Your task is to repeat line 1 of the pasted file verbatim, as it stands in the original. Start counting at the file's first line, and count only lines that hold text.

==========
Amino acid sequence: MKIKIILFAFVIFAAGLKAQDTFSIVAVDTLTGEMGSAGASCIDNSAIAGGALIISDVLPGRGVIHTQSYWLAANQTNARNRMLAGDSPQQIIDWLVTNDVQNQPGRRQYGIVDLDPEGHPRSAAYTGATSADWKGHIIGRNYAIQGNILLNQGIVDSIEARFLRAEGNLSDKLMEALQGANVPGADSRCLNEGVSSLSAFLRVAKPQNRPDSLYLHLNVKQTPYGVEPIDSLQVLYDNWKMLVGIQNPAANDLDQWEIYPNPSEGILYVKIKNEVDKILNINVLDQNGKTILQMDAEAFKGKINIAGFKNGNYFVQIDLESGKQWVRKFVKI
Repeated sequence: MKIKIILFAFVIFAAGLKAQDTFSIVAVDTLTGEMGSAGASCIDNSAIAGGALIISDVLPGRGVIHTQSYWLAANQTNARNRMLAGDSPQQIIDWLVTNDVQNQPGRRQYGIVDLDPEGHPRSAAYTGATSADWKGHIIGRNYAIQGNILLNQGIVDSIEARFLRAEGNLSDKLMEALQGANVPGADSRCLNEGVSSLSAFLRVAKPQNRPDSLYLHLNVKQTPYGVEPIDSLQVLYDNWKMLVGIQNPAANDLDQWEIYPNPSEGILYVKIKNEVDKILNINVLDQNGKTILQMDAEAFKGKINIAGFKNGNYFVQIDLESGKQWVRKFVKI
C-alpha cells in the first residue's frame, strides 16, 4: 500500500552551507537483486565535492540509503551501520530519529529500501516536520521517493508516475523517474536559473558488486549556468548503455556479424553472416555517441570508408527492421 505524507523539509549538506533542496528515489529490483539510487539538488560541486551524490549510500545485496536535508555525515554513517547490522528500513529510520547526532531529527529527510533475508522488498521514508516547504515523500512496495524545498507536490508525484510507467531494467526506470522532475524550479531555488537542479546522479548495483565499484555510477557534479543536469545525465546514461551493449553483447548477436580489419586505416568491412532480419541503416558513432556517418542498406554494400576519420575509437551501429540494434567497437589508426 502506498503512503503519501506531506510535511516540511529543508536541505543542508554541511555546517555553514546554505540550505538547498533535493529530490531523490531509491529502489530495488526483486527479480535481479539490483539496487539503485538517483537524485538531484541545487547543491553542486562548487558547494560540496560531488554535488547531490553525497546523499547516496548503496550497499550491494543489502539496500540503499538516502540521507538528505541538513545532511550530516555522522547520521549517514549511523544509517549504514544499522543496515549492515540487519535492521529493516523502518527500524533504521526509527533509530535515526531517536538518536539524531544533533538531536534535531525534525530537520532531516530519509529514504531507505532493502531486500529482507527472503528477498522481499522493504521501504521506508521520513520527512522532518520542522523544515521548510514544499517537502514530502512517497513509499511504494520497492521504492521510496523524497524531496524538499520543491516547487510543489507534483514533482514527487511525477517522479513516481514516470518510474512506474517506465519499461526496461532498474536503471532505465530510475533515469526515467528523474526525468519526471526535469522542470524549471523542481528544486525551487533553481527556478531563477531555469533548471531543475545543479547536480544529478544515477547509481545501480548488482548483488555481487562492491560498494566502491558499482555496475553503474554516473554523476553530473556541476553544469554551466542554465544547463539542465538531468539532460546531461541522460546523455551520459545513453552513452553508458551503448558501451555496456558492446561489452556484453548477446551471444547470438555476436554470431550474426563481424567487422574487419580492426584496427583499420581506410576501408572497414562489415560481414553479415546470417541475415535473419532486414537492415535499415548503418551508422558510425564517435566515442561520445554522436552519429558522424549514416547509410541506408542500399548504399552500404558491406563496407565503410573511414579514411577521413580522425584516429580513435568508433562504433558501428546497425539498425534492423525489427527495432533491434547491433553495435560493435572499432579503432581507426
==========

Amino acid sequence: MKIKIILFAFVIFAAGLKAQDTFSIVAVDTLTGEMGSAGASCIDNSAIAGGALIISDVLPGRGVIHTQSYWLAANQTNARNRMLAGDSPQQIIDWLVTNDVQNQPGRRQYGIVDLDPEGHPRSAAYTGATSADWKGHIIGRNYAIQGNILLNQGIVDSIEARFLRAEGNLSDKLMEALQGANVPGADSRCLNEGVSSLSAFLRVAKPQNRPDSLYLHLNVKQTPYGVEPIDSLQVLYDNWKMLVGIQNPAANDLDQWEIYPNPSEGILYVKIKNEVDKILNINVLDQNGKTILQMDAEAFKGKINIAGFKNGNYFVQIDLESGKQWVRKFVKI